The Colorado Parks & Wildlife (CPW) Commission has unanimously approved a multi-year expansion of the Public Access Program that will include up to 100,000 acres added to the program by the fall 2019 hunting season.
The Public Access Program provides limited, seasonal hunting and fishing opportunities on Colorado trust land across the state.
“I congratulate the Parks and Wildlife Commission and the State Land Board for expanding access to Colorado state lands,” said Dan Gibbs, executive director of the Department of Natural Resources. “The expansion of the Public Access Program passed by CPW today and the State Land Board earlier this month will grow the program by more than 20% to 585,000 acres over the next year. Colorado is a growing state with increased demand for recreation, hunting and angling throughout Colorado. In the coming years, Governor Polis and the Department of Natural Resources will continue to seek additional access opportunities to encourage Coloradans to experience, explore, and enjoy the outdoors.”
In August, CPW will announce the locations of the new lands enrolled in the Public Access Program for fall 2019’s hunting season.
The Public Access Program currently includes 480,000 acres, the majority of which are located in Northwestern Colorado where there is prime big-game hunting. CPW will enroll lands in the plains of Eastern Colorado, where bird- and small-game hunting is popular, to provide a broader array of opportunities on trust lands.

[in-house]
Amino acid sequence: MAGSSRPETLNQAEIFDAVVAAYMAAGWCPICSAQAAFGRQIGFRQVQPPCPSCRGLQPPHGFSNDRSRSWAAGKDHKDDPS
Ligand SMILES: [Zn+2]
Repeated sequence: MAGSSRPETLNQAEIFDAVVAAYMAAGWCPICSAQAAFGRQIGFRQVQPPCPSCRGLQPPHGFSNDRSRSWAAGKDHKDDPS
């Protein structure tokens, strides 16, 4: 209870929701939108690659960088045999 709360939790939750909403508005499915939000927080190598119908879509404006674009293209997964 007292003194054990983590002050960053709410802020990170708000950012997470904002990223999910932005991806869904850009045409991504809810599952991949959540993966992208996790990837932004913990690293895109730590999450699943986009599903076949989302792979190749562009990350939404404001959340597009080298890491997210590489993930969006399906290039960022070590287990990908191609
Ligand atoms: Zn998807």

The Public Access Program is one of several ways hunters and anglers can get out in Colorado. Colorado spans 66.6 million acres and 23 million acres of public land is available for hunting.
Additionally, three million acres of land in Colorado are called “trust lands” and have been held in a trust since statehood in 1876 for the purpose of funding public schools. The State Land Board earns money for schools from trust lands by leasing the land for a variety of purposes, including hunting and recreation. Trust land leases have earned $1.4 billion for Colorado public schools in the past decade and have been the primary funding source for the Department of Education’s Building Excellent Schools Today program.
Public access for wildlife-related recreation on trust lands is made possible through the Public Access Program, a lease agreement between the State Land Board and CPW. CPW funds its one-million-acre lease through hunting and fishing license fees and the ‘Future Generations Act’ approved by the 2018 legislature.
The public may view land enrolled in the Public Access Program using CPW’s Hunting ATLAS.